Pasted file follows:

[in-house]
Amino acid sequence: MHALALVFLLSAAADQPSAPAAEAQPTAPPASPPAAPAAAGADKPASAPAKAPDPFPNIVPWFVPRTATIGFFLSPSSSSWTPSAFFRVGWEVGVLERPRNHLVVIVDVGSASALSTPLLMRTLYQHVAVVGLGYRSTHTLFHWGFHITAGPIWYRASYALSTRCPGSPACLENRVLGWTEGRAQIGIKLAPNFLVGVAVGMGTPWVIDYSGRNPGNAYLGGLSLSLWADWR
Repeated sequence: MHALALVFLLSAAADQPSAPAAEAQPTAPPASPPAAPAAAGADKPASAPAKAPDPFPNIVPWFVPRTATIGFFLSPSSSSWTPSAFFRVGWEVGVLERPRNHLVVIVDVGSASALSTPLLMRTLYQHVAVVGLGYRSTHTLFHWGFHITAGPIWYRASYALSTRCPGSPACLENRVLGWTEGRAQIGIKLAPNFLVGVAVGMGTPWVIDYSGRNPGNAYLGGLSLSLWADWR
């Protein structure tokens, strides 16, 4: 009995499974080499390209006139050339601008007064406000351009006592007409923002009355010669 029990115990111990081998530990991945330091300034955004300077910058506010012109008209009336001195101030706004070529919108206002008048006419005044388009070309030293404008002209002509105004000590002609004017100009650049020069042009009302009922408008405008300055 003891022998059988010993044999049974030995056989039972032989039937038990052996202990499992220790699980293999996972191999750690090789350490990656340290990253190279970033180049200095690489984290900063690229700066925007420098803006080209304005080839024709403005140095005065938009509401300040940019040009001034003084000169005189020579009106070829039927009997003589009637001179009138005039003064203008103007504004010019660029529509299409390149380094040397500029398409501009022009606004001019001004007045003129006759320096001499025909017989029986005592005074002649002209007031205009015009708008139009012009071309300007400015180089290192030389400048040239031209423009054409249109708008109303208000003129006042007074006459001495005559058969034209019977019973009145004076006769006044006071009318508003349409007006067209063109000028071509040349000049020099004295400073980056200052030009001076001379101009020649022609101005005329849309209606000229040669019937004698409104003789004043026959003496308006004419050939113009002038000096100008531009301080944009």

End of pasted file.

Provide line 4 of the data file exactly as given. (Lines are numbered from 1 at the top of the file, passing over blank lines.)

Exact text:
């Protein structure tokens, strides 16, 4: 009995499974080499390209006139050339601008007064406000351009006592007409923002009355010669 029990115990111990081998530990991945330091300034955004300077910058506010012109008209009336001195101030706004070529919108206002008048006419005044388009070309030293404008002209002509105004000590002609004017100009650049020069042009009302009922408008405008300055 003891022998059988010993044999049974030995056989039972032989039937038990052996202990499992220790699980293999996972191999750690090789350490990656340290990253190279970033180049200095690489984290900063690229700066925007420098803006080209304005080839024709403005140095005065938009509401300040940019040009001034003084000169005189020579009106070829039927009997003589009637001179009138005039003064203008103007504004010019660029529509299409390149380094040397500029398409501009022009606004001019001004007045003129006759320096001499025909017989029986005592005074002649002209007031205009015009708008139009012009071309300007400015180089290192030389400048040239031209423009054409249109708008109303208000003129006042007074006459001495005559058969034209019977019973009145004076006769006044006071009318508003349409007006067209063109000028071509040349000049020099004295400073980056200052030009001076001379101009020649022609101005005329849309209606000229040669019937004698409104003789004043026959003496308006004419050939113009002038000096100008531009301080944009």